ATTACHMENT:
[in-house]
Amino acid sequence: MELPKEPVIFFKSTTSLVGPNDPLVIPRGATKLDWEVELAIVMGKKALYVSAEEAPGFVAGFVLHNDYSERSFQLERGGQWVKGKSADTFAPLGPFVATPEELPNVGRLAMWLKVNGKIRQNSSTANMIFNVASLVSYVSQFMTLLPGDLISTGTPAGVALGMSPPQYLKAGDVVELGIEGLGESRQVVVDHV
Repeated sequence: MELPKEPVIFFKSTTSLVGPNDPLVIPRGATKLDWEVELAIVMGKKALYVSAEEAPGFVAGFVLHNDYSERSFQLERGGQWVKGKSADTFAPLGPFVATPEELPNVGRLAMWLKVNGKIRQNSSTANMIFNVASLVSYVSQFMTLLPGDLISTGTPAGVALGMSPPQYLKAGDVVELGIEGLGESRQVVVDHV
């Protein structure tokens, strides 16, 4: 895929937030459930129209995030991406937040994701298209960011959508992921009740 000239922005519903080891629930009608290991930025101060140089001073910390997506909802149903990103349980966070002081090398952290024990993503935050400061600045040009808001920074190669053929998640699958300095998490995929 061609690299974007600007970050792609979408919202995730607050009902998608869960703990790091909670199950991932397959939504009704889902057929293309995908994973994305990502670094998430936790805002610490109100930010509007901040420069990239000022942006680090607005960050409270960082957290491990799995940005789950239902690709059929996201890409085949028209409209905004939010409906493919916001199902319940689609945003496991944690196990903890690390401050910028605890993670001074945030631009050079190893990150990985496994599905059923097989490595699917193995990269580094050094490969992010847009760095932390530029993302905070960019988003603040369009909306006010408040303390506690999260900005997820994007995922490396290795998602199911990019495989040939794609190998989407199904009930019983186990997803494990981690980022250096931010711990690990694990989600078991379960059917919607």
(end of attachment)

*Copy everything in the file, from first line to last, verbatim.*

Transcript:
[in-house]
Amino acid sequence: MELPKEPVIFFKSTTSLVGPNDPLVIPRGATKLDWEVELAIVMGKKALYVSAEEAPGFVAGFVLHNDYSERSFQLERGGQWVKGKSADTFAPLGPFVATPEELPNVGRLAMWLKVNGKIRQNSSTANMIFNVASLVSYVSQFMTLLPGDLISTGTPAGVALGMSPPQYLKAGDVVELGIEGLGESRQVVVDHV
Repeated sequence: MELPKEPVIFFKSTTSLVGPNDPLVIPRGATKLDWEVELAIVMGKKALYVSAEEAPGFVAGFVLHNDYSERSFQLERGGQWVKGKSADTFAPLGPFVATPEELPNVGRLAMWLKVNGKIRQNSSTANMIFNVASLVSYVSQFMTLLPGDLISTGTPAGVALGMSPPQYLKAGDVVELGIEGLGESRQVVVDHV
């Protein structure tokens, strides 16, 4: 895929937030459930129209995030991406937040994701298209960011959508992921009740 000239922005519903080891629930009608290991930025101060140089001073910390997506909802149903990103349980966070002081090398952290024990993503935050400061600045040009808001920074190669053929998640699958300095998490995929 061609690299974007600007970050792609979408919202995730607050009902998608869960703990790091909670199950991932397959939504009704889902057929293309995908994973994305990502670094998430936790805002610490109100930010509007901040420069990239000022942006680090607005960050409270960082957290491990799995940005789950239902690709059929996201890409085949028209409209905004939010409906493919916001199902319940689609945003496991944690196990903890690390401050910028605890993670001074945030631009050079190893990150990985496994599905059923097989490595699917193995990269580094050094490969992010847009760095932390530029993302905070960019988003603040369009909306006010408040303390506690999260900005997820994007995922490396290795998602199911990019495989040939794609190998989407199904009930019983186990997803494990981690980022250096931010711990690990694990989600078991379960059917919607």